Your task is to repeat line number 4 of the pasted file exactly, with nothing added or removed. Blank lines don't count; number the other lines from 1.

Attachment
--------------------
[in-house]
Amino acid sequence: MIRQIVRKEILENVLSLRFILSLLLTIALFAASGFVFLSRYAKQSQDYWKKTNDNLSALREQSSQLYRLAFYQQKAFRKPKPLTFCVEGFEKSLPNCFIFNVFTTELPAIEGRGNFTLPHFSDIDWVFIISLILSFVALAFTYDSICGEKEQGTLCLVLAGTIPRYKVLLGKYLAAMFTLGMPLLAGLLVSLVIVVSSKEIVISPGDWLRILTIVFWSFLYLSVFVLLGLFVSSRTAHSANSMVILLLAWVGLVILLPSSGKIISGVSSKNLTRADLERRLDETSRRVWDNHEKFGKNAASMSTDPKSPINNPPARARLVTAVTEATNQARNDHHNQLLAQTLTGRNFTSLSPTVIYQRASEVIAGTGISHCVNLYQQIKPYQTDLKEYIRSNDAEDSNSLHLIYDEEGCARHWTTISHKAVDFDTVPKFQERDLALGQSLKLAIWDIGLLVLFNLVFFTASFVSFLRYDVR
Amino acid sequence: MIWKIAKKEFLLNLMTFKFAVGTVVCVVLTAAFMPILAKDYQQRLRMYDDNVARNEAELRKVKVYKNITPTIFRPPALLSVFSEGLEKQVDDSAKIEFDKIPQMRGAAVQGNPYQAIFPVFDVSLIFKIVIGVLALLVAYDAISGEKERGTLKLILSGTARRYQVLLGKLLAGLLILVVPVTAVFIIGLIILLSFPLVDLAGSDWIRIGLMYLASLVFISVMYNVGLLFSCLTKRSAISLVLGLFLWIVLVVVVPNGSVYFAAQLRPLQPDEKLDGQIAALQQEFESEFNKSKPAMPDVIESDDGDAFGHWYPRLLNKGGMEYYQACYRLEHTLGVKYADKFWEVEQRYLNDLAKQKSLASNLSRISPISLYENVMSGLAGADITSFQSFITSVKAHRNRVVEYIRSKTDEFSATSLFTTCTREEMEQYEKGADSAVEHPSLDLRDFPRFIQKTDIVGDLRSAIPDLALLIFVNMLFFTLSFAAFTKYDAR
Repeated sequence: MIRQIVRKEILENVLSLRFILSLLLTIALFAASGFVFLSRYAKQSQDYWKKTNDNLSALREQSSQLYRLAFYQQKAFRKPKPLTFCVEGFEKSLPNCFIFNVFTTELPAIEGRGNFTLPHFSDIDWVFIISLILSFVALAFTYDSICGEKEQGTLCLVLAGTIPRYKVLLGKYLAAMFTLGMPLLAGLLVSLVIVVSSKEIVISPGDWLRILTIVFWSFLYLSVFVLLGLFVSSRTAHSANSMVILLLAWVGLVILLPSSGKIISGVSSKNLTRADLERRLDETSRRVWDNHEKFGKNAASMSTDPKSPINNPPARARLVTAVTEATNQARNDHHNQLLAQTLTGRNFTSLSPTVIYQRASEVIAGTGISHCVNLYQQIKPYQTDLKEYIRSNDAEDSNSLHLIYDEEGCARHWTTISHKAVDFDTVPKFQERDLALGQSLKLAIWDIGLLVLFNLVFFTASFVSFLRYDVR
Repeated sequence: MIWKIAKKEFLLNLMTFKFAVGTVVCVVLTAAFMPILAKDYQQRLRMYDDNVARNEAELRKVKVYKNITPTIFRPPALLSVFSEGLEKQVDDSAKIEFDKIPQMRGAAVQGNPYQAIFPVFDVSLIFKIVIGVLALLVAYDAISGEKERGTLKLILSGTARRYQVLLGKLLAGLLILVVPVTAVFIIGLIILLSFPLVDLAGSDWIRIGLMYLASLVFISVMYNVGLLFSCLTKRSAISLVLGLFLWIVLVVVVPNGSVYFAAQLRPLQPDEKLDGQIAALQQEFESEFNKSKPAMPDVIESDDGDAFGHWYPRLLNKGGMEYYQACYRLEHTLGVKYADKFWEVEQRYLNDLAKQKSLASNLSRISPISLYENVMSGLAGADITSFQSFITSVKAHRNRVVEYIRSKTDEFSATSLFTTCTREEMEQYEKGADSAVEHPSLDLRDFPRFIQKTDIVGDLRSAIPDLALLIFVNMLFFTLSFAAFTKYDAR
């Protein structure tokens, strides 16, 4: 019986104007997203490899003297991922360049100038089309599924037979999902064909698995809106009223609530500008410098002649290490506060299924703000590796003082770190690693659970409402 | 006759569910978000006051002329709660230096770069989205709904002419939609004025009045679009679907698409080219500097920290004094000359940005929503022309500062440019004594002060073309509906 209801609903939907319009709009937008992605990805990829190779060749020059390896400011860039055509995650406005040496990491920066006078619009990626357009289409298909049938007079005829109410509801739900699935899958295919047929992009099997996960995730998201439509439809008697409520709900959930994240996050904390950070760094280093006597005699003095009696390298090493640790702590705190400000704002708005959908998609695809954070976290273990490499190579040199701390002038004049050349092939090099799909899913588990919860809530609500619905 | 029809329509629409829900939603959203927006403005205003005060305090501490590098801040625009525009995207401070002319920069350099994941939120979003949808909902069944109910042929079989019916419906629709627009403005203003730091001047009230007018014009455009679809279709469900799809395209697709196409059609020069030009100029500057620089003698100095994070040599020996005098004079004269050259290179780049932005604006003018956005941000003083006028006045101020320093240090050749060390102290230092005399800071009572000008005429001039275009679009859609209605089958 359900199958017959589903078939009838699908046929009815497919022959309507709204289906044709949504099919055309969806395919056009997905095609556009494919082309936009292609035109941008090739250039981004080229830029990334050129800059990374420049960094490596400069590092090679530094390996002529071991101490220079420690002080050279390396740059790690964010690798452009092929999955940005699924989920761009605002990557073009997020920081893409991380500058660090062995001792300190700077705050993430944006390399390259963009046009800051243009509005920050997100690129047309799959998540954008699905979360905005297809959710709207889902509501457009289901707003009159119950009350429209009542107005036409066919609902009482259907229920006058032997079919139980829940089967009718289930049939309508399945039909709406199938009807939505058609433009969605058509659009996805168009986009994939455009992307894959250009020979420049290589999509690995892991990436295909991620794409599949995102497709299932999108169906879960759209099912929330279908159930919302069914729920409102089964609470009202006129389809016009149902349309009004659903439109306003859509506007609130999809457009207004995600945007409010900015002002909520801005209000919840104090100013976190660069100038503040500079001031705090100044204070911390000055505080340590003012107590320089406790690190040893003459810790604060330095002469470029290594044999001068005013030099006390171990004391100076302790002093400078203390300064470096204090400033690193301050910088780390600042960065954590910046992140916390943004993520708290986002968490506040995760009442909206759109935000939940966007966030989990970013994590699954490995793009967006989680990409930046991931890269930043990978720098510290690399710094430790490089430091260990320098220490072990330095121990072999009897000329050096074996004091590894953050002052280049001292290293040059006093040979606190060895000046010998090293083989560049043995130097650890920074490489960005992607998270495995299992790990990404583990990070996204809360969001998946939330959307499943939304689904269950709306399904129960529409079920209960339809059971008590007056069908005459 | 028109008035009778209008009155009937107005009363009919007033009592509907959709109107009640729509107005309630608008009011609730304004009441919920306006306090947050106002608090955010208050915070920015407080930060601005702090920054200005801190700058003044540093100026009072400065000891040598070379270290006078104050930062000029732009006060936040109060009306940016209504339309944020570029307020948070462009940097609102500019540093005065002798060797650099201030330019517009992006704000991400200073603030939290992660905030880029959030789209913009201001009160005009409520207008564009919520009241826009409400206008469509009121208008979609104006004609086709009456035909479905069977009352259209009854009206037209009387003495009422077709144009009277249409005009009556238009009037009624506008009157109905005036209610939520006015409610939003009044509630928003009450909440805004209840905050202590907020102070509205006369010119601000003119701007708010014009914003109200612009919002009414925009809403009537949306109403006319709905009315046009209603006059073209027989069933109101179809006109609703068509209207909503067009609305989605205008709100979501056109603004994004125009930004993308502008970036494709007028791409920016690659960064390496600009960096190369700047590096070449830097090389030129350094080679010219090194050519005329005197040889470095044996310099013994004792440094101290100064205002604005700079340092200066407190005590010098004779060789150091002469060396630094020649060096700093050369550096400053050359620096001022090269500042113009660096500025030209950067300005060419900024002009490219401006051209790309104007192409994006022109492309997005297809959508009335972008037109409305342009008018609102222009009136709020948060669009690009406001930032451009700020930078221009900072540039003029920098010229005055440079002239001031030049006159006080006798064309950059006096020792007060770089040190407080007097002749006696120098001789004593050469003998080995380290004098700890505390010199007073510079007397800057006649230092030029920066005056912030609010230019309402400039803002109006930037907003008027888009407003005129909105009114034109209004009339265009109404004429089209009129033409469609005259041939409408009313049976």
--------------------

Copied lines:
Repeated sequence: MIRQIVRKEILENVLSLRFILSLLLTIALFAASGFVFLSRYAKQSQDYWKKTNDNLSALREQSSQLYRLAFYQQKAFRKPKPLTFCVEGFEKSLPNCFIFNVFTTELPAIEGRGNFTLPHFSDIDWVFIISLILSFVALAFTYDSICGEKEQGTLCLVLAGTIPRYKVLLGKYLAAMFTLGMPLLAGLLVSLVIVVSSKEIVISPGDWLRILTIVFWSFLYLSVFVLLGLFVSSRTAHSANSMVILLLAWVGLVILLPSSGKIISGVSSKNLTRADLERRLDETSRRVWDNHEKFGKNAASMSTDPKSPINNPPARARLVTAVTEATNQARNDHHNQLLAQTLTGRNFTSLSPTVIYQRASEVIAGTGISHCVNLYQQIKPYQTDLKEYIRSNDAEDSNSLHLIYDEEGCARHWTTISHKAVDFDTVPKFQERDLALGQSLKLAIWDIGLLVLFNLVFFTASFVSFLRYDVR